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The Sunset Garden

The Sunset Garden at Crosshill Garden

A visit to Monet’s Garden ‘Givernay’, Normandy, France, in 1995 woke me up to the idea of formalising my garden plans, working with colour to form cohesive vistas. It's something I’ve been working on ever since.

My most favourite of Monet’s concepts was the Sunset Garden, designed to be enjoyed in the fading evening light. In my previous gardens I have located the areas which receive the best evening light. Choosing flowering plants in bright shades predominantly orange, red, yellow and incorporating blue/green/grey foliage.

Right plant, right place is also employed in the design, selecting plants that thrive in our harsh Central Otago climate. However, frost tender Dahlias are an absolute ‘must have’ - the focal point of my display.

My first challenges in our new property was to locate the ‘spot’ for my Sunset garden, this was surprisingly easy after I had worked out where the summer sun would set, the backdrop was what I can only call perfect, this being a 140 year old woodshed, conveniently painted ‘Barn Red’. It was Spring but the ground was weedy, paddock grass, it needed a lot of work.

With a plan in mind a large horseshoe shape was mapped out using hoses. The shape designed to nestle within a perimeter of established Cotinus ‘Smoke Bush’, Birch and Grisellinia trees and shrubs. A grass path, wide enough for two people to walk beside each other, encircles the new garden. Layers of thick cardboard filled the shape and were then covered with a large quantity of pea straw. Adding a wheelbarrow ore two of Sheep Poo from said wool shed as often as I could but otherwise leaving the area to the hardworking worms.

During the cold winter, whilst watching my daily dose of Gardeners World, I had an epiphany - if a ‘writing room’ (old shed) was good enough for Monty Don, then a ‘reading room’ was just right for me. Insert my retired 1973 two berth caravan “Dotty”. The garden plan was coming together and Spring was on her way. An old farm cart which had belonged to my husbands great grandfather, and which has travelled to each of our gardens was delicately ‘planted’ into the new garden with the intention a climbing rose would navigate its way through the cart wheels and over what is left of the cart.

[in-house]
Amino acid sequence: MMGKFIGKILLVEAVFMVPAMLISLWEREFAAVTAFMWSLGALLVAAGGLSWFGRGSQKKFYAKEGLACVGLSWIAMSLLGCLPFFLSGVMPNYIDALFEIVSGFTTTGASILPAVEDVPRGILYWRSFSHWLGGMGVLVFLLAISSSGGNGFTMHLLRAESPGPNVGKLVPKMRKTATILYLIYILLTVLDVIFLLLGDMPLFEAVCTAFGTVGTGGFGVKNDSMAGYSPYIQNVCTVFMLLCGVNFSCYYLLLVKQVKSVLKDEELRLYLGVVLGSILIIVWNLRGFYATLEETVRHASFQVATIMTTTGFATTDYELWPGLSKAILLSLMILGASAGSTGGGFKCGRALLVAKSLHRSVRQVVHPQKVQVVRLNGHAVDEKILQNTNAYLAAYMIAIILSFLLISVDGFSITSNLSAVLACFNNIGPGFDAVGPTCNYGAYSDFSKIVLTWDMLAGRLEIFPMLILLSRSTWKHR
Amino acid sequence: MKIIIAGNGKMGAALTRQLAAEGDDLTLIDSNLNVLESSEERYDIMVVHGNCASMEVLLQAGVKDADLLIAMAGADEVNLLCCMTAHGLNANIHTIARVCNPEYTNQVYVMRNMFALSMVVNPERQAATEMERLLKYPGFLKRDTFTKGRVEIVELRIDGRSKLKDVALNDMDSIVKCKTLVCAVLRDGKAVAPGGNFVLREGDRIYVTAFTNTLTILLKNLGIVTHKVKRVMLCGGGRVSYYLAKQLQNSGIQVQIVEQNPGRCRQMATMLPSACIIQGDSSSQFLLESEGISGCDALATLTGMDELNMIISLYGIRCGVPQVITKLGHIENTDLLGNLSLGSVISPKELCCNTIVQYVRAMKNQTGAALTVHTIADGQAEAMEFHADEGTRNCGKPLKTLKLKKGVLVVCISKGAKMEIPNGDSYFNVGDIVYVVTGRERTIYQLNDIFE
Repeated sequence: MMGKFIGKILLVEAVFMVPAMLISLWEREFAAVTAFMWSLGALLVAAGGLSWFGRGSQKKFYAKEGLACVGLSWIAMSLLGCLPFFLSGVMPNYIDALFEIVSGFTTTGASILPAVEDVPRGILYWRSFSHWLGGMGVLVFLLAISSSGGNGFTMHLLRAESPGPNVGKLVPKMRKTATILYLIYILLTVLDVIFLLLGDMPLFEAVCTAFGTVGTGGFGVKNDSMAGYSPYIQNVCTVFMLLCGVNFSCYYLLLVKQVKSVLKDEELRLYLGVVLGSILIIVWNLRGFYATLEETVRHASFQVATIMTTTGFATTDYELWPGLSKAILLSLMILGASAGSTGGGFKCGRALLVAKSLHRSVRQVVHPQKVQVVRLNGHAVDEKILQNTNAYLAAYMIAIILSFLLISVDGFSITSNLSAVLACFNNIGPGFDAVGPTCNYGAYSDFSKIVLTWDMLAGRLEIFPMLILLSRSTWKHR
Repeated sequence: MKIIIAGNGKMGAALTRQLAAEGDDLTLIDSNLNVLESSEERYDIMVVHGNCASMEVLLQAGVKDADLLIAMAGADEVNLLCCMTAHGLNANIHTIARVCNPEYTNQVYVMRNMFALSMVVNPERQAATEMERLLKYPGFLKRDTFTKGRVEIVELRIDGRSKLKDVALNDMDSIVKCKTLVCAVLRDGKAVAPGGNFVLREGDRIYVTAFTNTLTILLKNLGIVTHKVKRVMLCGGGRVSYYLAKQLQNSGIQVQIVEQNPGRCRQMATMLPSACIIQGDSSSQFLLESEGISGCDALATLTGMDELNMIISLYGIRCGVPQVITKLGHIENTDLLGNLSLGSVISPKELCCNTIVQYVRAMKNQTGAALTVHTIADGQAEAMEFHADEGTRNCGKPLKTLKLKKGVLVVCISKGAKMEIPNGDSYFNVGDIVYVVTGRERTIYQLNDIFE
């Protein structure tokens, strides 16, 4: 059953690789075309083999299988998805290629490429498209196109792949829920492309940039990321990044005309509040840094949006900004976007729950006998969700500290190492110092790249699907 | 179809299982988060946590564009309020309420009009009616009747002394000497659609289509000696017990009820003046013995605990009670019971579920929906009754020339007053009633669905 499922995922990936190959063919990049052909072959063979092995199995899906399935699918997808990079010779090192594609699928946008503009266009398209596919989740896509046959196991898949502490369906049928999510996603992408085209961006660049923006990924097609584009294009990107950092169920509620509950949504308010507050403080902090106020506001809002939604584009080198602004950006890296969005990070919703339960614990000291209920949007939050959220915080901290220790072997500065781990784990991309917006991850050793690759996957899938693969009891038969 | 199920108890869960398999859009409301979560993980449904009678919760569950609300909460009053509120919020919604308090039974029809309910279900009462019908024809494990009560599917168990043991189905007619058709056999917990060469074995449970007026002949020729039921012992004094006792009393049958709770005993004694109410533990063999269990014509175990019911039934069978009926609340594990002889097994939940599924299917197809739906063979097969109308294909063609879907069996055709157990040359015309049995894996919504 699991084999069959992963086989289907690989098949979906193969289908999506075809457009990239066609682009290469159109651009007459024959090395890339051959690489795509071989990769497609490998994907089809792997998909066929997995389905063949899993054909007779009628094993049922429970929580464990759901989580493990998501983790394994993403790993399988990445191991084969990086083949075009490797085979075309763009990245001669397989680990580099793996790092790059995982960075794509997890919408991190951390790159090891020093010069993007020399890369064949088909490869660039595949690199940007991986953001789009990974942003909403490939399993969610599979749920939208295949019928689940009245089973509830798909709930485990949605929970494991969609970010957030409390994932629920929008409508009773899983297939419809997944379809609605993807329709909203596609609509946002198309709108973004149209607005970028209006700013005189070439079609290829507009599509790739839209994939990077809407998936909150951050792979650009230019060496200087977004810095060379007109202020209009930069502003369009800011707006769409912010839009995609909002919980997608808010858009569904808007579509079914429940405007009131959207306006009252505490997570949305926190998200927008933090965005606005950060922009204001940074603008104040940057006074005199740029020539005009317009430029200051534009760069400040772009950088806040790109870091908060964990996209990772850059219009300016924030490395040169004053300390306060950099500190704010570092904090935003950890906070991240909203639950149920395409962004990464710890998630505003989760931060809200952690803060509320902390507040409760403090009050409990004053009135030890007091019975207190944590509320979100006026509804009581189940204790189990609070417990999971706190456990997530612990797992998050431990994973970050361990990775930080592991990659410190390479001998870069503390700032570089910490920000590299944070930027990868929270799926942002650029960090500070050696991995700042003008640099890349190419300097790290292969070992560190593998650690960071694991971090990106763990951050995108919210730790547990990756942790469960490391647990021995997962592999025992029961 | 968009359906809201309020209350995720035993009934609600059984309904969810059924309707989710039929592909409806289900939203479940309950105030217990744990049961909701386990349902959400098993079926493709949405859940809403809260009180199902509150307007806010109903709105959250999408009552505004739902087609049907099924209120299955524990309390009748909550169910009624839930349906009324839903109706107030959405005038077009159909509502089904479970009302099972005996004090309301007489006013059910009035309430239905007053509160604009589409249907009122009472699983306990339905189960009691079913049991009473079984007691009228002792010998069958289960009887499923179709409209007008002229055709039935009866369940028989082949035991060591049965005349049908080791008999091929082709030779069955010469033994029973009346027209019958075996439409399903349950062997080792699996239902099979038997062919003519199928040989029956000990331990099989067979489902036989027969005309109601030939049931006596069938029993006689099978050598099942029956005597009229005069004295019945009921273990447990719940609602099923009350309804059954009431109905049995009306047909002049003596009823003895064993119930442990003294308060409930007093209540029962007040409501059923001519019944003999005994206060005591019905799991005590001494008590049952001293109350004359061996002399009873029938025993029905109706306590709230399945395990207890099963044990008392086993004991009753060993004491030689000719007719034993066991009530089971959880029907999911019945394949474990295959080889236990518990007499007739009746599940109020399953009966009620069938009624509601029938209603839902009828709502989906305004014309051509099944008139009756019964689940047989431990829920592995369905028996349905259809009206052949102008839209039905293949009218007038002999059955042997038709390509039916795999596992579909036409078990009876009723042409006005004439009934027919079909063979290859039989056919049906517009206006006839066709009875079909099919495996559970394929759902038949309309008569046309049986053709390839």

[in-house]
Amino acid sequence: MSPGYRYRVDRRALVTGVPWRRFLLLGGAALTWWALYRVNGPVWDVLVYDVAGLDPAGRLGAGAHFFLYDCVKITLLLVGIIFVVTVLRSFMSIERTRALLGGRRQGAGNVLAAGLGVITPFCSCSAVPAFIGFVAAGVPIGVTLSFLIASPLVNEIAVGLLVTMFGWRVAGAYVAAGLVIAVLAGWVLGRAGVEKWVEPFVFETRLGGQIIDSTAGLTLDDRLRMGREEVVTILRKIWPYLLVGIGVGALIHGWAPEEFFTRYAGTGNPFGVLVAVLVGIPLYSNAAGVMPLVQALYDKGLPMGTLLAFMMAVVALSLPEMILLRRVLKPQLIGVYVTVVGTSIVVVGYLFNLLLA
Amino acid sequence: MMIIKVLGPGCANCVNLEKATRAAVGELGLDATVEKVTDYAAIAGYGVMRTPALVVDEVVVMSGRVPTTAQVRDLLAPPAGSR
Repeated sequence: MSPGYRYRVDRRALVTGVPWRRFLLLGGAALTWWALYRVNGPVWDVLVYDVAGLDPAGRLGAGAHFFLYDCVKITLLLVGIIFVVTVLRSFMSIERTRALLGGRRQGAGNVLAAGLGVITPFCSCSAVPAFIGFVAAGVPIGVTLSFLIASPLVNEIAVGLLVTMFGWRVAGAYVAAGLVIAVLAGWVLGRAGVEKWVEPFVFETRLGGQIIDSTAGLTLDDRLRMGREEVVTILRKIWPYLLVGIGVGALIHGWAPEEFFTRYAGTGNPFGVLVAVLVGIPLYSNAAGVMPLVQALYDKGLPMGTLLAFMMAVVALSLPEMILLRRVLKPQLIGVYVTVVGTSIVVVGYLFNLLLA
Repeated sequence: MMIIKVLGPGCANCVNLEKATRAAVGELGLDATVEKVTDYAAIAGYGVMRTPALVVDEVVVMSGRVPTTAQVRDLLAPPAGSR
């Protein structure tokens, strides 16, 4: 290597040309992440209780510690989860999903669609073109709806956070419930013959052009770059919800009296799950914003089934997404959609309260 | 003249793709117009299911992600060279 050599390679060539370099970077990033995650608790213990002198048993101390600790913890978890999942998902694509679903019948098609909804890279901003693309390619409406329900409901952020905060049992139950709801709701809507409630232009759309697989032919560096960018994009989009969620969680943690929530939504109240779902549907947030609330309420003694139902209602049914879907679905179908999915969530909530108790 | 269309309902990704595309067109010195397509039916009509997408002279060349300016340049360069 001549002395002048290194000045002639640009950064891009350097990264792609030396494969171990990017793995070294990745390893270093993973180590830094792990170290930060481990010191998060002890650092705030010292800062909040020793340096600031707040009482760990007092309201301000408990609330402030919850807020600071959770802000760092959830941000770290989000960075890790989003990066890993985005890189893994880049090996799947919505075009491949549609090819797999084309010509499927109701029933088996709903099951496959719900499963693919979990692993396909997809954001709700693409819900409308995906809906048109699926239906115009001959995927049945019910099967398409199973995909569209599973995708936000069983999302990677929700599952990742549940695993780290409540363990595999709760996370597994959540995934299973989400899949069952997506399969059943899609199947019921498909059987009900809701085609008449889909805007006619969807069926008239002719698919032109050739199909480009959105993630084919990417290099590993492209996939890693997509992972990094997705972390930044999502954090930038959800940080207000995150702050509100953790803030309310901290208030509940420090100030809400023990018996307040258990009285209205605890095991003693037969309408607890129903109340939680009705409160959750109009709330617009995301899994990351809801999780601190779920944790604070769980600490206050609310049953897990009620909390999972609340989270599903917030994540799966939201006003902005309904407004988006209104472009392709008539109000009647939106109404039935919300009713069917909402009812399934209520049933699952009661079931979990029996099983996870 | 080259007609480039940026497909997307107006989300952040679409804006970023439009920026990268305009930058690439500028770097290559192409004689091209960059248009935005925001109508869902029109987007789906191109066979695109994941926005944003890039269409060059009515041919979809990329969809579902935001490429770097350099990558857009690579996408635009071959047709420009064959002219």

From the moment we arrived I began propagating plants from the garden. Phlomis, Huechera (deep Purple) Hellebores (grey/green foliage) and Irises. Over winter I divided a white peony from the front garden and I’m delighted to advise they flowered in the first year. Often after dividing they sulk for a year or so. Sadly, I realised white is just too bright for the Sunset theme, so they will be re-deployed elsewhere in the garden.

I ordered three climbing roses - *** Three types of Dahlia - Cornel Bronze, Mango Madness and Autumn Orange. For height I have included the grasses Anemelanthe and Miscanthus (including - and Monet would be horrified - a variegated variety).

Spring arrived and planting began in earnest. Grouping tiny little seedlings at what seemed ridiculously immense distances. I started off seeds of Scabiosa Starball, Antirrhinum ‘Lucky Lips’, Nasturtium ‘Night and Day’, Cornflower ‘Blackball’ purple and the Flanders Poppy, of which the first bloom arrived on Anzac Day.

Thirty orange Gladiolus corms found their way into my Mitre 10 trolley one day and they made a spectacular appearance all at the same time, next year I will stagger their planting for a longer display.

Astilbe was a spontaneous purchase that has settled well into the collection, I just wish I’d bought 3 not just the one.

A visit to Maple Glen Gardens in Wyndham saw me add a few soft yellow *** which settled quickly and gave a wonderful display of blooms.

Butterscotch Achillea are a lovely companion to the *** rose

A 'sunset garden’ in honour of Monet would not be complete without a Monet bench seat. After a full day in the garden it’s wonderful to sit and enjoy a cool evening drink and watch the fading light illuminate the rich colour palette.

Sunset at Giverny Monet 1886

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